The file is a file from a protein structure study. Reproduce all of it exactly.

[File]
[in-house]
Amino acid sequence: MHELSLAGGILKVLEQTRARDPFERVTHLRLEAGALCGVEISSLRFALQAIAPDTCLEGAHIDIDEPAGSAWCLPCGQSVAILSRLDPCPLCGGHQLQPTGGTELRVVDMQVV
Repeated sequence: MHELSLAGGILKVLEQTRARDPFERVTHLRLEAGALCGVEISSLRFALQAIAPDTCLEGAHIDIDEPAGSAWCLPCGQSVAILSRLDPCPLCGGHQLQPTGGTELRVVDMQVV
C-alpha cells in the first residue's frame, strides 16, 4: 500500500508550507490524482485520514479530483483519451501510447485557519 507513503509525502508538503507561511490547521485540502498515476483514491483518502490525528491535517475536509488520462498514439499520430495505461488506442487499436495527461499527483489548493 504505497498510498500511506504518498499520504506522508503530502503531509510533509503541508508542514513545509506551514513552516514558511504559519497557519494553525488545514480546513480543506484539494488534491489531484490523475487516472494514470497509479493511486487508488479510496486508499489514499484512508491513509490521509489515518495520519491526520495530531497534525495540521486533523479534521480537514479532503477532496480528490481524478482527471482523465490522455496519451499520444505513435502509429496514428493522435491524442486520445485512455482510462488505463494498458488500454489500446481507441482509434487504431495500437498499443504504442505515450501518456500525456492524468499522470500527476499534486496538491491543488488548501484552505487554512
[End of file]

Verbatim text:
[in-house]
Amino acid sequence: MHELSLAGGILKVLEQTRARDPFERVTHLRLEAGALCGVEISSLRFALQAIAPDTCLEGAHIDIDEPAGSAWCLPCGQSVAILSRLDPCPLCGGHQLQPTGGTELRVVDMQVV
Repeated sequence: MHELSLAGGILKVLEQTRARDPFERVTHLRLEAGALCGVEISSLRFALQAIAPDTCLEGAHIDIDEPAGSAWCLPCGQSVAILSRLDPCPLCGGHQLQPTGGTELRVVDMQVV
C-alpha cells in the first residue's frame, strides 16, 4: 500500500508550507490524482485520514479530483483519451501510447485557519 507513503509525502508538503507561511490547521485540502498515476483514491483518502490525528491535517475536509488520462498514439499520430495505461488506442487499436495527461499527483489548493 504505497498510498500511506504518498499520504506522508503530502503531509510533509503541508508542514513545509506551514513552516514558511504559519497557519494553525488545514480546513480543506484539494488534491489531484490523475487516472494514470497509479493511486487508488479510496486508499489514499484512508491513509490521509489515518495520519491526520495530531497534525495540521486533523479534521480537514479532503477532496480528490481524478482527471482523465490522455496519451499520444505513435502509429496514428493522435491524442486520445485512455482510462488505463494498458488500454489500446481507441482509434487504431495500437498499443504504442505515450501518456500525456492524468499522470500527476499534486496538491491543488488548501484552505487554512